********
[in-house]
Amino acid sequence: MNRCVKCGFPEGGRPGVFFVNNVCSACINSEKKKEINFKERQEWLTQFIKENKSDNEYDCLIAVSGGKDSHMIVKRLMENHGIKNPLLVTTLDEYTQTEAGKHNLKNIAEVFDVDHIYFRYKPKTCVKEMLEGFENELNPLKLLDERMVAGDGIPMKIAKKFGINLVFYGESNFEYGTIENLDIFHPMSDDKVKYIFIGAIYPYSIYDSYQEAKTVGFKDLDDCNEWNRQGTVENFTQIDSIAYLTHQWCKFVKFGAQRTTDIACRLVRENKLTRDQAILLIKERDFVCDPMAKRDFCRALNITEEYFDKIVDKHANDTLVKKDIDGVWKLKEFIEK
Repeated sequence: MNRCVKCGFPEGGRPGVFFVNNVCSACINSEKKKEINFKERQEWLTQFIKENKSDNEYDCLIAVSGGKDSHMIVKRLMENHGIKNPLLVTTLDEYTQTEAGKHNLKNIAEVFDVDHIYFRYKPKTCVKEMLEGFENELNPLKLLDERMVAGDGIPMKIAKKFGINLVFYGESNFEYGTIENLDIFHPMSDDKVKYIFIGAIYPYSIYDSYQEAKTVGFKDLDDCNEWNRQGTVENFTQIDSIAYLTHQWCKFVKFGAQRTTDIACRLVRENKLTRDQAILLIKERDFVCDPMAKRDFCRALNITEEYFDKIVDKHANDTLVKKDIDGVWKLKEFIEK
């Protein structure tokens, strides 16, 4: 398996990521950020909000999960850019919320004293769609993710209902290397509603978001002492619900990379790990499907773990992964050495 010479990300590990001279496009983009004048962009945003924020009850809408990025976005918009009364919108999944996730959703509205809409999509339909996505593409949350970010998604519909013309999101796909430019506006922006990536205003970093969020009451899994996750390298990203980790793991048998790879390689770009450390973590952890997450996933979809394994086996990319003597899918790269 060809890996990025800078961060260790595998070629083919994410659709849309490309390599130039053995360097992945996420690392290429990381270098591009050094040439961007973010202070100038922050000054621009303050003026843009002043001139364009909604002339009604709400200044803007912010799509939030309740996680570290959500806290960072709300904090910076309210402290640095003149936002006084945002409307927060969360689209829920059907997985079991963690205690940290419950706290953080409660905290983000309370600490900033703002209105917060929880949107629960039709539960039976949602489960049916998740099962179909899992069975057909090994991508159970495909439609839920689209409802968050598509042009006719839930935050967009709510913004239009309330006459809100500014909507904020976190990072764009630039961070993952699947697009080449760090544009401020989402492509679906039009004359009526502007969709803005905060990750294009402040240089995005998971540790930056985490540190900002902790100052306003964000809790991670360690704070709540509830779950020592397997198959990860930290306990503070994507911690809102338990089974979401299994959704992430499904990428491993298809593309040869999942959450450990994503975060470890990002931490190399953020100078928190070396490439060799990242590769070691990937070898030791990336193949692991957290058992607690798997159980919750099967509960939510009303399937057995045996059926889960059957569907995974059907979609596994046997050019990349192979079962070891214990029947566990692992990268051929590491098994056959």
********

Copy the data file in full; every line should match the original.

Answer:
[in-house]
Amino acid sequence: MNRCVKCGFPEGGRPGVFFVNNVCSACINSEKKKEINFKERQEWLTQFIKENKSDNEYDCLIAVSGGKDSHMIVKRLMENHGIKNPLLVTTLDEYTQTEAGKHNLKNIAEVFDVDHIYFRYKPKTCVKEMLEGFENELNPLKLLDERMVAGDGIPMKIAKKFGINLVFYGESNFEYGTIENLDIFHPMSDDKVKYIFIGAIYPYSIYDSYQEAKTVGFKDLDDCNEWNRQGTVENFTQIDSIAYLTHQWCKFVKFGAQRTTDIACRLVRENKLTRDQAILLIKERDFVCDPMAKRDFCRALNITEEYFDKIVDKHANDTLVKKDIDGVWKLKEFIEK
Repeated sequence: MNRCVKCGFPEGGRPGVFFVNNVCSACINSEKKKEINFKERQEWLTQFIKENKSDNEYDCLIAVSGGKDSHMIVKRLMENHGIKNPLLVTTLDEYTQTEAGKHNLKNIAEVFDVDHIYFRYKPKTCVKEMLEGFENELNPLKLLDERMVAGDGIPMKIAKKFGINLVFYGESNFEYGTIENLDIFHPMSDDKVKYIFIGAIYPYSIYDSYQEAKTVGFKDLDDCNEWNRQGTVENFTQIDSIAYLTHQWCKFVKFGAQRTTDIACRLVRENKLTRDQAILLIKERDFVCDPMAKRDFCRALNITEEYFDKIVDKHANDTLVKKDIDGVWKLKEFIEK
């Protein structure tokens, strides 16, 4: 398996990521950020909000999960850019919320004293769609993710209902290397509603978001002492619900990379790990499907773990992964050495 010479990300590990001279496009983009004048962009945003924020009850809408990025976005918009009364919108999944996730959703509205809409999509339909996505593409949350970010998604519909013309999101796909430019506006922006990536205003970093969020009451899994996750390298990203980790793991048998790879390689770009450390973590952890997450996933979809394994086996990319003597899918790269 060809890996990025800078961060260790595998070629083919994410659709849309490309390599130039053995360097992945996420690392290429990381270098591009050094040439961007973010202070100038922050000054621009303050003026843009002043001139364009909604002339009604709400200044803007912010799509939030309740996680570290959500806290960072709300904090910076309210402290640095003149936002006084945002409307927060969360689209829920059907997985079991963690205690940290419950706290953080409660905290983000309370600490900033703002209105917060929880949107629960039709539960039976949602489960049916998740099962179909899992069975057909090994991508159970495909439609839920689209409802968050598509042009006719839930935050967009709510913004239009309330006459809100500014909507904020976190990072764009630039961070993952699947697009080449760090544009401020989402492509679906039009004359009526502007969709803005905060990750294009402040240089995005998971540790930056985490540190900002902790100052306003964000809790991670360690704070709540509830779950020592397997198959990860930290306990503070994507911690809102338990089974979401299994959704992430499904990428491993298809593309040869999942959450450990994503975060470890990002931490190399953020100078928190070396490439060799990242590769070691990937070898030791990336193949692991957290058992607690798997159980919750099967509960939510009303399937057995045996059926889960059957569907995974059907979609596994046997050019990349192979079962070891214990029947566990692992990268051929590491098994056959």